How to Read for Musicological Content: A Guide


Reading for musicological content is different than other sorts of reading. When we read for musicological content, we are not only finding our way through the author’s narrative, but also processing the crucial data and insights s/he has to offer. So we use different reading techniques, with our primary goals being speed, accuracy, and retention.
A competent essay is written according to often-predictable formats. For example, we can expect that a competent historical [or critical] essay will summarize its argument, state its thesis, and provide a general sense of its likely conclusions within the first page, and sometimes within the first few paragraphs.
Similarly, the concluding section of the essay is likely to reiterate the original thesis, summarize both the evidence and the argument that has employed that evidence, and restate the conclusion. Typically, the concluding section will also discuss the implications of the essay’s insights for future work, either within the same topic or on parallel topics.

You can read for this.

Step I

What does this mean? Well, read the first two paragraphs, and then the last 2 paragraphs. Ask yourself if you can articulate, in your own words, the thesis, the general topic and evidence addressing that thesis, and the conclusion. If you can, then you have successfully derived the most crucial information from the entire article. That is, you know the author’s intent.

Now, understanding that intent, you are ready to read the body of the article and ask yourself how the author makes the argument. What types of evidence does s/he select? In what sequence is the evidence presented? What is the interaction between description of evidence and the discussion of its implications? Overall, how does the author build the argument?

Step II


A competent musicological essay will employ logical paragraphing. What this means is that each of the steps of the argument the author has cited, each of the pieces of evidence to be discussed, should receive its own paragraph.

Typically, then, the content of each paragraph will be summarized in its first sentence. When reading swiftly and critically, you should then read in sequential order the first sentence of each paragraph. You should find that this summarizes the argument and its evidence and the steps in the process perfectly effectively. Typically, the second sentence will expand upon that first and explain its significance. Hence, if you expand the technique, and read the first two sentences of each paragraph, you have completed a second pass through the article which both reveals each sequential piece of evidence and the author's interpretation of its significance.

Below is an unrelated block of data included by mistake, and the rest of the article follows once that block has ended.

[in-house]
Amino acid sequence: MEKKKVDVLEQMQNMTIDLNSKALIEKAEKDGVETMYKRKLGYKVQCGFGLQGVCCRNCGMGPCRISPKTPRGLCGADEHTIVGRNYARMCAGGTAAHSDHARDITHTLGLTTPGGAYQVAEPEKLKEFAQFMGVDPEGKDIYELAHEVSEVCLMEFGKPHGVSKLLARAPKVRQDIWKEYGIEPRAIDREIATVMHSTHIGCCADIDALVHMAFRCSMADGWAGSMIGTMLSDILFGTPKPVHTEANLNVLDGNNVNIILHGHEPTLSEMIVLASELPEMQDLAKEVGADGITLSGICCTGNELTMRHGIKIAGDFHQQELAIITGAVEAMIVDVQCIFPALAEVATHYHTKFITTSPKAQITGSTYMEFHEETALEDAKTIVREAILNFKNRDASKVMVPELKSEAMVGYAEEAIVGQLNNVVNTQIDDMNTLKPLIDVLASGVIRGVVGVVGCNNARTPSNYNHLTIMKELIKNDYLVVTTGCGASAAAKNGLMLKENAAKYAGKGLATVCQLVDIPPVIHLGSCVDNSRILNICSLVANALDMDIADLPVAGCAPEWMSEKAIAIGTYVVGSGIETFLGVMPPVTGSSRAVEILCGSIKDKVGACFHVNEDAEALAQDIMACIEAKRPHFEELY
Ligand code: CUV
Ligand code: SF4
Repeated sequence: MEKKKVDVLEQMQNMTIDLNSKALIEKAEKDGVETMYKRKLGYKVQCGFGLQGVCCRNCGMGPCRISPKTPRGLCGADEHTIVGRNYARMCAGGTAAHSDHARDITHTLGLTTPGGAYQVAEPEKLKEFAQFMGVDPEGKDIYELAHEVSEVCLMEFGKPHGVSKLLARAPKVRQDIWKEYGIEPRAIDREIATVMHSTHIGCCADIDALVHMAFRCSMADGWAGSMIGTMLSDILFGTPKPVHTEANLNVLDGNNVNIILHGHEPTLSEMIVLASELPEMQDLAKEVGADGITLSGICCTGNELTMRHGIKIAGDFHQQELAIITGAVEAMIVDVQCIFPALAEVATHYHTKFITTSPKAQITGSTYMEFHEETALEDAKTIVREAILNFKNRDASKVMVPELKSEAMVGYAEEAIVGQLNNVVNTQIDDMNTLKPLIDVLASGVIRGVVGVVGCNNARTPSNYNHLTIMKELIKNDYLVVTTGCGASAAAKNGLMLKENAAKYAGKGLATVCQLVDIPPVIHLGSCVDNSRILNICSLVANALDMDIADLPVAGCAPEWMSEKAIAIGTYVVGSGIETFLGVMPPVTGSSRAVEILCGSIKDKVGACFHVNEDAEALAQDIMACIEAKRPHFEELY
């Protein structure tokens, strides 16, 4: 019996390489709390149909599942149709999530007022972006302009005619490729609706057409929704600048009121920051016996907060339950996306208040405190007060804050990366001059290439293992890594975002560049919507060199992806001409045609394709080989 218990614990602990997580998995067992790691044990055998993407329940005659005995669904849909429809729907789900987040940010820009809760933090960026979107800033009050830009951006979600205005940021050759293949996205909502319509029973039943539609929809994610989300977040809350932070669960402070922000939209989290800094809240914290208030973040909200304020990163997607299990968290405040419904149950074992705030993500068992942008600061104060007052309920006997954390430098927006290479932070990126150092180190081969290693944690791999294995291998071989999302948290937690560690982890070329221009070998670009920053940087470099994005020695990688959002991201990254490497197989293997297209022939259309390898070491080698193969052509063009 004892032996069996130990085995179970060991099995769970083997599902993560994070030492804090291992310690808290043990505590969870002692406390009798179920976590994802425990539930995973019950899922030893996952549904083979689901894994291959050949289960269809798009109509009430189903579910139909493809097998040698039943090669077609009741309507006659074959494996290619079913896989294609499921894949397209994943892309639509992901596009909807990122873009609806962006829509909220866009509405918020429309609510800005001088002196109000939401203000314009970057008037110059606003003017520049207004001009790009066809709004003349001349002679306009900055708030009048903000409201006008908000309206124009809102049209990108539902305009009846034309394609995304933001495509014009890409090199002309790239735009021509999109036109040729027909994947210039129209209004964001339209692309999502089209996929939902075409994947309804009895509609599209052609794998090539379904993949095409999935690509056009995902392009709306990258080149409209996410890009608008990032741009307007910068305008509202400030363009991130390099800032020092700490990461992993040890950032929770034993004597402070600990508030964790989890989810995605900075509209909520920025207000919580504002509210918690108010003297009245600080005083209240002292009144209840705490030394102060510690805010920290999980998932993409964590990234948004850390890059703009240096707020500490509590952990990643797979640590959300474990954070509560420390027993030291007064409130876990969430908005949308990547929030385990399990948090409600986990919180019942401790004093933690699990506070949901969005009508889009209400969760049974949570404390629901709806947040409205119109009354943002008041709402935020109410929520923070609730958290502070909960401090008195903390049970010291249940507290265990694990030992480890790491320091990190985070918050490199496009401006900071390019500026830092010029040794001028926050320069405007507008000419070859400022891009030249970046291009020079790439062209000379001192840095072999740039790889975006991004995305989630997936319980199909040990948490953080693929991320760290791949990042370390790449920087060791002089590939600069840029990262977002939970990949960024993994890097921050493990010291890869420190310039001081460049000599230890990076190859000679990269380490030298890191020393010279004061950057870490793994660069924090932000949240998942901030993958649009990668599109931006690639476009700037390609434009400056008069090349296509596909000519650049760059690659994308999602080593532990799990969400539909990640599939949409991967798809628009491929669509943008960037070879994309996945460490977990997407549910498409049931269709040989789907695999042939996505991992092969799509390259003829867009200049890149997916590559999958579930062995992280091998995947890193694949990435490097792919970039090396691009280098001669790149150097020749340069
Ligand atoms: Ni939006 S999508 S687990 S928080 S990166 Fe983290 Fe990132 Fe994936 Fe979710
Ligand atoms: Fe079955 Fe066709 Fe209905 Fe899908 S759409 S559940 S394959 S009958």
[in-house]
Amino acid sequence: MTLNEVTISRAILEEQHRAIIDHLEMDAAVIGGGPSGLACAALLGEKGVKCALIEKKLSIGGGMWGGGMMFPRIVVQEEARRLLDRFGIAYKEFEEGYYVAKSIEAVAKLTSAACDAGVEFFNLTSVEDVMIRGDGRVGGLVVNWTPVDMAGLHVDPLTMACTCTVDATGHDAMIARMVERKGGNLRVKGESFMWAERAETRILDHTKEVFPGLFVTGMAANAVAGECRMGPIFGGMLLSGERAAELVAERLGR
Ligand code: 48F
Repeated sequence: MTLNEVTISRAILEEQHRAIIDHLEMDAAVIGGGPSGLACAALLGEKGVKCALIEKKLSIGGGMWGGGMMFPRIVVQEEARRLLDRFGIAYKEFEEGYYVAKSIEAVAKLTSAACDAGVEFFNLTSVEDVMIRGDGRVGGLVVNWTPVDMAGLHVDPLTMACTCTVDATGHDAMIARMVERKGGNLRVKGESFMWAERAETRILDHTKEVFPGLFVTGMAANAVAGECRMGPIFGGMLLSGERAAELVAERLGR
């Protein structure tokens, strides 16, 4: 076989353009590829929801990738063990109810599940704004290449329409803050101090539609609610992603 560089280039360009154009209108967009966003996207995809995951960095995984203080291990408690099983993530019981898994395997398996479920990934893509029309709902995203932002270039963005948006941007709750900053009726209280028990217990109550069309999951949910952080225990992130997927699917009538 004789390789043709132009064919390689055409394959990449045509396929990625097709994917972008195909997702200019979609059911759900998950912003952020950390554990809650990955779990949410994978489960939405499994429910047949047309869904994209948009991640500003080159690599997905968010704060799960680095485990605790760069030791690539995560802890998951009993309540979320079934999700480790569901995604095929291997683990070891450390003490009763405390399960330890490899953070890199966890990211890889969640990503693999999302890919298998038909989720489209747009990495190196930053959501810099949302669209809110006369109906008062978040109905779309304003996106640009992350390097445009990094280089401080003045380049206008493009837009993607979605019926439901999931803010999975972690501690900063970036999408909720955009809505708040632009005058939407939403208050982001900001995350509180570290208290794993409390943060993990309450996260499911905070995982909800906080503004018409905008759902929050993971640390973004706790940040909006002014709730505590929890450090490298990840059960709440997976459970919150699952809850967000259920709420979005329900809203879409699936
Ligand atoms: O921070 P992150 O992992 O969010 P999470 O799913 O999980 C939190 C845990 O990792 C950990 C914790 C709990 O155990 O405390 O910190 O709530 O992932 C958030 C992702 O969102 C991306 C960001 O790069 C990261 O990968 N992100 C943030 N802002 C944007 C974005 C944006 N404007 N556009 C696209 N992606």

Step III


Now, you can make a third pass through the article, reading word-for-word, knowing the intent of each paragraph and the logic behind the paragraph’s sequencing. Here is when you should pay close attention to word-by-word writing style, clarity, and organization.

If you need to summarize the content of the article, you can operate at any of these three levels of reading detail: that is, 1) the level of the thesis, evidence employed, and general conclusions; 2) the level of main points paragraph-by-paragraph; and 3) the level of word-for-word argument-organization. This way, you can be sure you have both the "big picture" and the "fine detail." In addition, you should find that you have a much more complete grasp and retention of how the argument works.

A professor of mine once said, "You should be able to summarize your dissertation in 500 pages, 5 pages, 1 page, 1 paragraph, or one sentence." This requires that you understand the relationship between big picture and fine detail and that you read for both.

Results


After having read a musicological or critical author using the above method, you should be able and prepared to provide the following:
  • Your own brief original articulation of the thesis;
  • Your own brief, 10-20 word description of the topic and evidence employed;
  • Your explanation / articulation of the conclusion;
  • Your articulation of the author’s sense of the essay’s implications for future work;
  • A detailed description of at least one piece of evidence in the essay, and how the author uses it;
  • Your assessment of the author’s reliability: qualifications, perspectives, agendas;
  • Your own sense, based not on subjective response, but rather your considered assessment using the above techniques, of the article’s success (or otherwise). Were you convinced by her/his arguments? Do you agree with the author? What are your reasons?